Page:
Top 5 This Week

Related Posts

Golden eyes tubing reservation system on Clear Creek to manage swelling summer crowds

As another season of tubing down Clear Creek in Golden beckons, the city is considering a novel approach to controlling the crowds that descend on the popular waterway: a reservation system.

The discussions are still in the early stages and the system, if it moves forward, wouldn’t be implemented until 2025. But the mere idea of requiring people to sign up for a float down Clear Creek is a testament to the increasing number of people Golden has had to manage on the water in recent years, especially in the wake of a pandemic-fueled turn to the outdoors.

“People feel there are too many people in the summer,” Deputy City Manager Carly Lorentz said. “I think in 2020 people realized how great the creek is and how easy it is to access — and so they keep coming. We’re just trying to figure how to be responsive to that.”

Rocky Mountain National Park made headlines when it put in place an online reservation system to gain entry to the park during the height of the COVID-19 pandemic but no such restrictive approach has been used on Colorado rivers and creeks before.

“It really comes from the community’s feedback and the fact that we wish we could control the numbers more,” Lorentz said.

During the busiest weekend in 2022, Clear Creek saw 2,000 people frolicking in its eddies and swells, according to city data. Last year, that number dropped to 1,300 river users on the most active weekend but the impact of creek-bound crowds is still apparent and irritating to locals, with visitors illegally parking in neighborhoods and leaving garbage in their wake.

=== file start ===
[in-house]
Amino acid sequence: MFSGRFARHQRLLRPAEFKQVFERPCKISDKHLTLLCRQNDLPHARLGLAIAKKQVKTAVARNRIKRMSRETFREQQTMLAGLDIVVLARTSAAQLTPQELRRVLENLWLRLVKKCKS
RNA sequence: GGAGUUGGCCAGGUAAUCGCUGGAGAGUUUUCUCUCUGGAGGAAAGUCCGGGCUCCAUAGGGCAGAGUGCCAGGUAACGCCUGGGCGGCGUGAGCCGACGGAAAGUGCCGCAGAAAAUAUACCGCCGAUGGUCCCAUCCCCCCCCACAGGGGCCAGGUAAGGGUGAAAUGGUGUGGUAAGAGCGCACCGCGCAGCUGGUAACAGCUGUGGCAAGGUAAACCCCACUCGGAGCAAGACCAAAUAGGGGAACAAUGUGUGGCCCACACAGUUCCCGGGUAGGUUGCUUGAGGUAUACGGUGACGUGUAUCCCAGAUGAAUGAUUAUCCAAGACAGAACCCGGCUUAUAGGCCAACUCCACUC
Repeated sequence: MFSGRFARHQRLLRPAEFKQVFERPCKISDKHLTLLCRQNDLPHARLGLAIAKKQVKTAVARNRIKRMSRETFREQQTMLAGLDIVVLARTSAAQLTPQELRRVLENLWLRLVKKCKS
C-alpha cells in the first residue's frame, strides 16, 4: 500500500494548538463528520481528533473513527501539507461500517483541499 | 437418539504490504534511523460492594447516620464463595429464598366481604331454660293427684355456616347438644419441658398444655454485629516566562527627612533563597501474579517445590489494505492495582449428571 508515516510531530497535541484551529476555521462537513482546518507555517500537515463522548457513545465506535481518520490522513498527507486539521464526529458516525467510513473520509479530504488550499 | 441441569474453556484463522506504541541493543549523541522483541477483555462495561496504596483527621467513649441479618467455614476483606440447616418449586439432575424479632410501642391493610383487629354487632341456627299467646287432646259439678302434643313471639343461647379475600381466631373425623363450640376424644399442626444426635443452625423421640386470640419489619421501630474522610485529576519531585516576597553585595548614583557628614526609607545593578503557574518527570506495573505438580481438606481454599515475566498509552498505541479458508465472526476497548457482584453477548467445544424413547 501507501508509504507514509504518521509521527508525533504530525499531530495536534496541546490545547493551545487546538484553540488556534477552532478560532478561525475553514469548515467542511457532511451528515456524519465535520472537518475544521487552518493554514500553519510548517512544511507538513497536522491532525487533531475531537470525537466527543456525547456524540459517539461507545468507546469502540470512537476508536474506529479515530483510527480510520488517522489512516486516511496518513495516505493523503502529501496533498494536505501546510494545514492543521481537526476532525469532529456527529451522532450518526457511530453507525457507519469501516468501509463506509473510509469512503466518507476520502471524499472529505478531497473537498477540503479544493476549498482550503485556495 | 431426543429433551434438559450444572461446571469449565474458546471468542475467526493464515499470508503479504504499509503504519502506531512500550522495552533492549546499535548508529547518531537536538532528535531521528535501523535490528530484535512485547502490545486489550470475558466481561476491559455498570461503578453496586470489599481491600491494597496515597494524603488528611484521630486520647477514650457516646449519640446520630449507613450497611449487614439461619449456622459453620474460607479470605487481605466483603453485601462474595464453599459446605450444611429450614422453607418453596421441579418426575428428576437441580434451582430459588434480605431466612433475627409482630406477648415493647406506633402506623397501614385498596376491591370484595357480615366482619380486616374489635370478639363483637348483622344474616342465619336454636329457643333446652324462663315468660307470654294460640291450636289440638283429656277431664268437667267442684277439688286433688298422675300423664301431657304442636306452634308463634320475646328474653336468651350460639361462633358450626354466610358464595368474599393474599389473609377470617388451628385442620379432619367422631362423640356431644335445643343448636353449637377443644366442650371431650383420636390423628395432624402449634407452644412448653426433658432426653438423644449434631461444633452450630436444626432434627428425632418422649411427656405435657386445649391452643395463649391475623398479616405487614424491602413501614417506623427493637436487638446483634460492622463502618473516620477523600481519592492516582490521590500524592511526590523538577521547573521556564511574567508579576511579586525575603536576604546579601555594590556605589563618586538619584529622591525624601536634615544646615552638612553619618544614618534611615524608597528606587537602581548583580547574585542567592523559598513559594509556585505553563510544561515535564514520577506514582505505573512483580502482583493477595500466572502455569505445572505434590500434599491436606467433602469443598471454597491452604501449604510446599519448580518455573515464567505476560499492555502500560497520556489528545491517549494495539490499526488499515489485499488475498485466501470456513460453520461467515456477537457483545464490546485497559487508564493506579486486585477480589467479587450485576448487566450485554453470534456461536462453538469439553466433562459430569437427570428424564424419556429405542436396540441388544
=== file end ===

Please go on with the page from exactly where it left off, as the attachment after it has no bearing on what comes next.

“In the summer in the last two or three years, it’s gotten ridiculous,” said D. Rice, a Golden resident for more than three decades who avoids downtown during peak periods of creek activity. “You see people with tubes you could buy at the dollar store, and that’s just a disaster waiting to happen.”

There have been two fatalities on the creek in the past four years, according to the city, and both occurred upriver in Jefferson County in 2022, outside of Golden city limits. One incident involved four people who were tossed from a tube in turbulent water in early July. A man in the group who was pulled unconscious from the creek later died.

Golden uses a colored flag system to indicate the volume of water flow on any given day, and if things get rough enough, the creek is closed to all users. That happened five years ago, when a melting snowpack pushed Clear Creek’s flow to 1,200 cubic feet per second. Safety concerns increase for inexperienced swimmers when water in the creek exceeds 800 CFS, officials say.

Three years ago, Golden addressed the increasing allure of Clear Creek by placing a cap on the number of tubes that could be rented daily from the two outfitters licensed by the city. The city kept that limit in place the following two years and will do so again in 2024.

“We’re holding the outfitters to the 2021 numbers,” Lorentz said.